A news story that just won’t go away: Barack Obama and Mike Huckabee winning the Iowa caucuses; our post, including a distressingly poor quality but nevertheless inspiring video, is here.
The always refreshingly incisive Steve Chapman sheds some light:
Authenticity is the winner in Iowa test
Steve Chapman | January 6, 2008 | Chicago Tribune
Back in the 1990s, Bill Clinton talked a lot about building “a bridge to the 21st Century.” Right now, his wife looks like an unappealing detour back to the 20th.
Having him stand behind her as she addressed supporters after her third-place finish in Iowa didn’t help. She might as well have invited Fleetwood Mac to provide the music. Nostalgia isn’t everything.
The Iowa caucuses, it should be noted, are rarely as decisive as they may appear. Since 1976, only one candidate has won Iowa on the way to becoming president—George W. Bush in 2000. But if you can’t win the election in Iowa, you can certainly put yourself in a solid position to lose it, which is what Clinton and John Edwards accomplished Thursday evening.
The evening was full of surprises. I would not have guessed that Barack Obama would reprise a German slogan chanted upon the fall of the Berlin Wall: “We are one people.” But it was appropriate, since the polarization of the last 15 years has featured everything short of an Iron Curtain between the red states and the blue.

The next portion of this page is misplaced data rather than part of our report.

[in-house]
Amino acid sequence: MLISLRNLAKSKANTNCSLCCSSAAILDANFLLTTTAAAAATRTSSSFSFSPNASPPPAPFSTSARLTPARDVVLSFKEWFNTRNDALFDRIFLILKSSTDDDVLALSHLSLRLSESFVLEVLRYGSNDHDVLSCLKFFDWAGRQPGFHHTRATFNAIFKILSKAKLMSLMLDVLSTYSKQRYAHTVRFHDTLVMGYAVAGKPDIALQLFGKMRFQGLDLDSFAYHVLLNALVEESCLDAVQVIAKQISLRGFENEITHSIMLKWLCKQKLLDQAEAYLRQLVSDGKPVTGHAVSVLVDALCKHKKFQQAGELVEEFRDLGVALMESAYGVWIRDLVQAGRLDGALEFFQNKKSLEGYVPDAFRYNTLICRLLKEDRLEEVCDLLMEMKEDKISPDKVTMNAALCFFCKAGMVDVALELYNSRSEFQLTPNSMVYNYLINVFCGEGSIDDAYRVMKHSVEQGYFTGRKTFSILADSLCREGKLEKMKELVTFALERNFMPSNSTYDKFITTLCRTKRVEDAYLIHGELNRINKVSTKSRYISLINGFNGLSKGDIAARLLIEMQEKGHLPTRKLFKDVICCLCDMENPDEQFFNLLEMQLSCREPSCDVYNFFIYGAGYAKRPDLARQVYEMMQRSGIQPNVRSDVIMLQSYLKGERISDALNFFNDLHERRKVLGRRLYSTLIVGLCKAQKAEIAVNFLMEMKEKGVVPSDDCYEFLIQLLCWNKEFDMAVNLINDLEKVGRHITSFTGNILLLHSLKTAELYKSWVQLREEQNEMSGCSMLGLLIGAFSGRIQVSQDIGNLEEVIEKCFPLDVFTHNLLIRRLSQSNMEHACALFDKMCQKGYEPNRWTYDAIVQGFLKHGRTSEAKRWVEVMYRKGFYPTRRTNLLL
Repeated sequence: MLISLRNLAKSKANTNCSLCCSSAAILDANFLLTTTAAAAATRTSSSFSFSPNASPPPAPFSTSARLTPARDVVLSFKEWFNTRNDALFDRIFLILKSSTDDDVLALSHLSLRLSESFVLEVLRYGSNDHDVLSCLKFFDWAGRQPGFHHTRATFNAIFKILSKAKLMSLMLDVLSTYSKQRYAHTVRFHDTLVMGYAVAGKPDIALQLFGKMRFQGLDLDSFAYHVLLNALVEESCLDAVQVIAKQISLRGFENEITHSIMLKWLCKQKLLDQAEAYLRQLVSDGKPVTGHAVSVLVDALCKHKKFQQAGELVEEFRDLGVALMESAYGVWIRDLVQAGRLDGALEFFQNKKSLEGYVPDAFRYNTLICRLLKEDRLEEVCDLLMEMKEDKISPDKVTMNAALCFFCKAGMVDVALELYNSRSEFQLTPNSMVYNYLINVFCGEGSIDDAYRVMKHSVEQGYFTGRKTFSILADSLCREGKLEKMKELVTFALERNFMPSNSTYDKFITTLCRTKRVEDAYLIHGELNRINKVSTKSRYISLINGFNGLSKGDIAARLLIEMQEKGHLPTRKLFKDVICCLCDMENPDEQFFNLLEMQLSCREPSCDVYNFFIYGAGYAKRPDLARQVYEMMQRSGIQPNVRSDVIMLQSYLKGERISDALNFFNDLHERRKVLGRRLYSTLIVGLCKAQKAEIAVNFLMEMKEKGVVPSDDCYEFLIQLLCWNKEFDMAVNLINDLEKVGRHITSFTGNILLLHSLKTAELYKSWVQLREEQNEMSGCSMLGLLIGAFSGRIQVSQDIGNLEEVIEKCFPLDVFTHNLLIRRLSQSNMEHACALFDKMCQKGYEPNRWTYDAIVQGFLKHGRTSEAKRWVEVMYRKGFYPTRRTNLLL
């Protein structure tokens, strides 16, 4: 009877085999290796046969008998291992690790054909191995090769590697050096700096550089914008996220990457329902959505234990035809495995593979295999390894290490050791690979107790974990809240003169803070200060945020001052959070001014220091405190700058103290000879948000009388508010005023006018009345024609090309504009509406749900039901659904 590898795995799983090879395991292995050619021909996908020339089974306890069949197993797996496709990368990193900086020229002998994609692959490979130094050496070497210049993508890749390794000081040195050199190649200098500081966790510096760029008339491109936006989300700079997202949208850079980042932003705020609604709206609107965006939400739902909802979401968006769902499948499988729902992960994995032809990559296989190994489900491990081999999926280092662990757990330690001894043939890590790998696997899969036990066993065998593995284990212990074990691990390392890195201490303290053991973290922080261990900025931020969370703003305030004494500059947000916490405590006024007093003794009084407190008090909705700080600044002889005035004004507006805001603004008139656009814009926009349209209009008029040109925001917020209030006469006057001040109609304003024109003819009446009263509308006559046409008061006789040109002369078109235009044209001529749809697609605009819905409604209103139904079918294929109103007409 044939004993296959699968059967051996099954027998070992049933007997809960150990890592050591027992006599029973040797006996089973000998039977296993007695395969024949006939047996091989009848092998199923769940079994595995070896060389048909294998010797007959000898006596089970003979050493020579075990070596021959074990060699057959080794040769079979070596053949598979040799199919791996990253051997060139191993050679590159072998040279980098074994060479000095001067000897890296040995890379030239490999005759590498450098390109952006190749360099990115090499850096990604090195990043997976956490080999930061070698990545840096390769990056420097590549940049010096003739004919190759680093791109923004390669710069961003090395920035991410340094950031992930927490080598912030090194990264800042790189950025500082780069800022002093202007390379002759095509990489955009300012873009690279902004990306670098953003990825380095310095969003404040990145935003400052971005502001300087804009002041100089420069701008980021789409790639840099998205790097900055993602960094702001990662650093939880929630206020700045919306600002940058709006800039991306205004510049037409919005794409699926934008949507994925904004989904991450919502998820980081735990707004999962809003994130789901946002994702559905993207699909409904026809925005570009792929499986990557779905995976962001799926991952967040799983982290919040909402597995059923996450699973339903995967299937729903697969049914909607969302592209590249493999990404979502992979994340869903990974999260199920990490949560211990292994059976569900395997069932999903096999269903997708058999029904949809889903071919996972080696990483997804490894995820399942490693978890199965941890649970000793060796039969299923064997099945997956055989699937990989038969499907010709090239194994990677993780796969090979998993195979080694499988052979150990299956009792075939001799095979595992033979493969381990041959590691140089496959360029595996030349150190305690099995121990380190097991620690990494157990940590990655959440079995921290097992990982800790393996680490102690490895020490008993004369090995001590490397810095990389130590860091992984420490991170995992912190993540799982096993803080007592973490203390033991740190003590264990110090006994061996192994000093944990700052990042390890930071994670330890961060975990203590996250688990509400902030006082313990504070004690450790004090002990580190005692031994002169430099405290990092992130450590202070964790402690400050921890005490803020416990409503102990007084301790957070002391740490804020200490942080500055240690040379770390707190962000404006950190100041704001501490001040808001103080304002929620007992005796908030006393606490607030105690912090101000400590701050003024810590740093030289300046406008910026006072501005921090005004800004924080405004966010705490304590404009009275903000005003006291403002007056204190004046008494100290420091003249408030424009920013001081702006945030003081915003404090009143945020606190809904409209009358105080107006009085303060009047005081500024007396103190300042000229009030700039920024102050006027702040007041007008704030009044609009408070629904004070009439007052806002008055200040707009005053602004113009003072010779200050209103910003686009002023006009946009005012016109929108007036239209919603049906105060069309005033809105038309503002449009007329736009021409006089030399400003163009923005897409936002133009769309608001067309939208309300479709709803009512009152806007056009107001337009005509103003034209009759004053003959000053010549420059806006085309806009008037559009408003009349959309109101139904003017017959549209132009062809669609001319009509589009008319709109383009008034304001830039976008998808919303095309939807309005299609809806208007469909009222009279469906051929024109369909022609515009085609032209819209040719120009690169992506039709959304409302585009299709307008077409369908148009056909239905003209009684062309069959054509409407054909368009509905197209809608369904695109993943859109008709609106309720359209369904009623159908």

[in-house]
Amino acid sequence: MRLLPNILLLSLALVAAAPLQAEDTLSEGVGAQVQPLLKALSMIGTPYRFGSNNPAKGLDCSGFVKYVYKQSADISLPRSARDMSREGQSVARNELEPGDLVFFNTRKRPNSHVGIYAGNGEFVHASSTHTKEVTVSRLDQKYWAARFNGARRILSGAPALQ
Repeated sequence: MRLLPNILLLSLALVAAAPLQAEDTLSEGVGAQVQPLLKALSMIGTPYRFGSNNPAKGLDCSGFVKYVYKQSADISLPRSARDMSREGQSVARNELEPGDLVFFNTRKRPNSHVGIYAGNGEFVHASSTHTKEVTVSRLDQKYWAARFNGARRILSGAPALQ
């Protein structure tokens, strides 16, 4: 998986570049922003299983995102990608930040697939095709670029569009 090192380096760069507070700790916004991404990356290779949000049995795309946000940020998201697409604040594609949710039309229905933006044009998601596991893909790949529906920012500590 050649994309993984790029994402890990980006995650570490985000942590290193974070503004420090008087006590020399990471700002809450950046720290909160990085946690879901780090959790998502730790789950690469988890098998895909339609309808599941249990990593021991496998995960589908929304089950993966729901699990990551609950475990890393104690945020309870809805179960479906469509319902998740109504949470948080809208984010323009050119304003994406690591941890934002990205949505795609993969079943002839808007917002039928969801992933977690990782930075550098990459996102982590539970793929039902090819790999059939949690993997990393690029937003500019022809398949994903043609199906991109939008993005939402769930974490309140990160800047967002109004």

Regarding Huckabee, Chapman warns that a win for “an evangelical darling” in Iowa may not translate in the rest of the U.S.:
His victory was one for “none of the above.” Once voters get to know the newcomer better, he may look worse than the other options.
And as for Romney and Clinton, he believes that their smooth politician’s pandering became transparent to Iowa’s caucusers.
[Please click the link below for the complete article — but then please come on back!]
Faithful reader should know by now what side of the political spectrum yr (justifiably) humble svt usually finds himself, not for nothing is this nanocorner of the ‘Sphere© is called Left-Handed Complement.
And readers of Steve Chapman, in the Tribune as well as Reason have every reason (as it were) to believe they know on which side of the aisle he feels most comfortable.
Yet, both of us are (perhaps unexpectedly, or in spite of our selves) impressed by Obama’s victory this past Thursday night.
The key question remains regarding every candidate: can s(he) govern?
This jury is still out. But, this endless presidential election campaign has certainly become a great deal more compelling.
And our increasing concerns about the dirtiest dirty tricks of all in American politics, outright election fraud, will become a great deal more compelling as Obama’s sizable contingent of young and minority voters find roadblocks to casting their ballots.
It’s it for now. Thanks,
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